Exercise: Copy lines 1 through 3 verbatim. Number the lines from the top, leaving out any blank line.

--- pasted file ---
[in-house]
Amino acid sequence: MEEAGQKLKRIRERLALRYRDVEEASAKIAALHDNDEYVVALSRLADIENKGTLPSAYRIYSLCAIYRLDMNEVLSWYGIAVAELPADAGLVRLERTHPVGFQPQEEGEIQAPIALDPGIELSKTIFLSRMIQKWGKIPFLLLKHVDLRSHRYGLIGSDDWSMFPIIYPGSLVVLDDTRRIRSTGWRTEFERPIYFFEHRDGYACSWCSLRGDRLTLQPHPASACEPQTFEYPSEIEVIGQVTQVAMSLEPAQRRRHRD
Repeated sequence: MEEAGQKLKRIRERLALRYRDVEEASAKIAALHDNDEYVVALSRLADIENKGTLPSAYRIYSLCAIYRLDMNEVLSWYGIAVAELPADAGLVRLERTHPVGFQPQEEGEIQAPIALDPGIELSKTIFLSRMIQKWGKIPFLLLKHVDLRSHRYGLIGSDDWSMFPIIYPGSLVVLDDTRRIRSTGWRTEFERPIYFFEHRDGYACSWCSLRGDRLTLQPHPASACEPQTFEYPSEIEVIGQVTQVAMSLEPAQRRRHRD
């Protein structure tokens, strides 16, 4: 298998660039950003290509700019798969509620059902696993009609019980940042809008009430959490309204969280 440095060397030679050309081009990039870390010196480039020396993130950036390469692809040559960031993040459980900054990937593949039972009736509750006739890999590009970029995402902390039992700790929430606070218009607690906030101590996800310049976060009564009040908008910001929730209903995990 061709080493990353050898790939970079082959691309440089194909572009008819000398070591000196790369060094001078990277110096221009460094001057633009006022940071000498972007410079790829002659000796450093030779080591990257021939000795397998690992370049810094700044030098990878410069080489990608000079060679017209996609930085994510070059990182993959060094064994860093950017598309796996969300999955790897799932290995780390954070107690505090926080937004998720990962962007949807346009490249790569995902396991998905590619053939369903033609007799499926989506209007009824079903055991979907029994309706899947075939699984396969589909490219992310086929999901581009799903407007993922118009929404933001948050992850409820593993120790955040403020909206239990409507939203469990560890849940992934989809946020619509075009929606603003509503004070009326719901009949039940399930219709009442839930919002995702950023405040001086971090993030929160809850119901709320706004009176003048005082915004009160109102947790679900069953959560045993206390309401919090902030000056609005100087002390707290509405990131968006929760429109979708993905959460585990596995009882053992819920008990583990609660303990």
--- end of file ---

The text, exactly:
[in-house]
Amino acid sequence: MEEAGQKLKRIRERLALRYRDVEEASAKIAALHDNDEYVVALSRLADIENKGTLPSAYRIYSLCAIYRLDMNEVLSWYGIAVAELPADAGLVRLERTHPVGFQPQEEGEIQAPIALDPGIELSKTIFLSRMIQKWGKIPFLLLKHVDLRSHRYGLIGSDDWSMFPIIYPGSLVVLDDTRRIRSTGWRTEFERPIYFFEHRDGYACSWCSLRGDRLTLQPHPASACEPQTFEYPSEIEVIGQVTQVAMSLEPAQRRRHRD
Repeated sequence: MEEAGQKLKRIRERLALRYRDVEEASAKIAALHDNDEYVVALSRLADIENKGTLPSAYRIYSLCAIYRLDMNEVLSWYGIAVAELPADAGLVRLERTHPVGFQPQEEGEIQAPIALDPGIELSKTIFLSRMIQKWGKIPFLLLKHVDLRSHRYGLIGSDDWSMFPIIYPGSLVVLDDTRRIRSTGWRTEFERPIYFFEHRDGYACSWCSLRGDRLTLQPHPASACEPQTFEYPSEIEVIGQVTQVAMSLEPAQRRRHRD